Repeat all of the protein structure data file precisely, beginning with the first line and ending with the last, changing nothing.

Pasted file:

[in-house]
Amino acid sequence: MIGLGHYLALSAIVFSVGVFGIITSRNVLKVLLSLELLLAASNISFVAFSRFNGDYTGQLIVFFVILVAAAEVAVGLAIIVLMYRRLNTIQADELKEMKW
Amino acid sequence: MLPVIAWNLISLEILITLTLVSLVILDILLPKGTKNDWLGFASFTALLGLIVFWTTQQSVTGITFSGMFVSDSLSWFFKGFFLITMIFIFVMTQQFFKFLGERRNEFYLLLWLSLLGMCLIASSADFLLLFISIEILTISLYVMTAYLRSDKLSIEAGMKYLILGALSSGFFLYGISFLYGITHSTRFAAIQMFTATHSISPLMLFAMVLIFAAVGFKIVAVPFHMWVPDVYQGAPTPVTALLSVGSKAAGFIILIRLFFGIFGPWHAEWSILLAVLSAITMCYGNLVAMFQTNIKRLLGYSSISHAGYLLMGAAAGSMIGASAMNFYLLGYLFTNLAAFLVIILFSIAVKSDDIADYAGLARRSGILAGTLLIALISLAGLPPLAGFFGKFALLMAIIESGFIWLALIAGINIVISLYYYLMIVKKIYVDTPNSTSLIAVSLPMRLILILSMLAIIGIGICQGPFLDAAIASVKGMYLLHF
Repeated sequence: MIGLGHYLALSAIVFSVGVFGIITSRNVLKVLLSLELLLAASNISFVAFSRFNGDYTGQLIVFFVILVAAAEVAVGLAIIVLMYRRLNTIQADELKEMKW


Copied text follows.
[in-house]
Amino acid sequence: MIGLGHYLALSAIVFSVGVFGIITSRNVLKVLLSLELLLAASNISFVAFSRFNGDYTGQLIVFFVILVAAAEVAVGLAIIVLMYRRLNTIQADELKEMKW
Amino acid sequence: MLPVIAWNLISLEILITLTLVSLVILDILLPKGTKNDWLGFASFTALLGLIVFWTTQQSVTGITFSGMFVSDSLSWFFKGFFLITMIFIFVMTQQFFKFLGERRNEFYLLLWLSLLGMCLIASSADFLLLFISIEILTISLYVMTAYLRSDKLSIEAGMKYLILGALSSGFFLYGISFLYGITHSTRFAAIQMFTATHSISPLMLFAMVLIFAAVGFKIVAVPFHMWVPDVYQGAPTPVTALLSVGSKAAGFIILIRLFFGIFGPWHAEWSILLAVLSAITMCYGNLVAMFQTNIKRLLGYSSISHAGYLLMGAAAGSMIGASAMNFYLLGYLFTNLAAFLVIILFSIAVKSDDIADYAGLARRSGILAGTLLIALISLAGLPPLAGFFGKFALLMAIIESGFIWLALIAGINIVISLYYYLMIVKKIYVDTPNSTSLIAVSLPMRLILILSMLAIIGIGICQGPFLDAAIASVKGMYLLHF
Repeated sequence: MIGLGHYLALSAIVFSVGVFGIITSRNVLKVLLSLELLLAASNISFVAFSRFNGDYTGQLIVFFVILVAAAEVAVGLAIIVLMYRRLNTIQADELKEMKW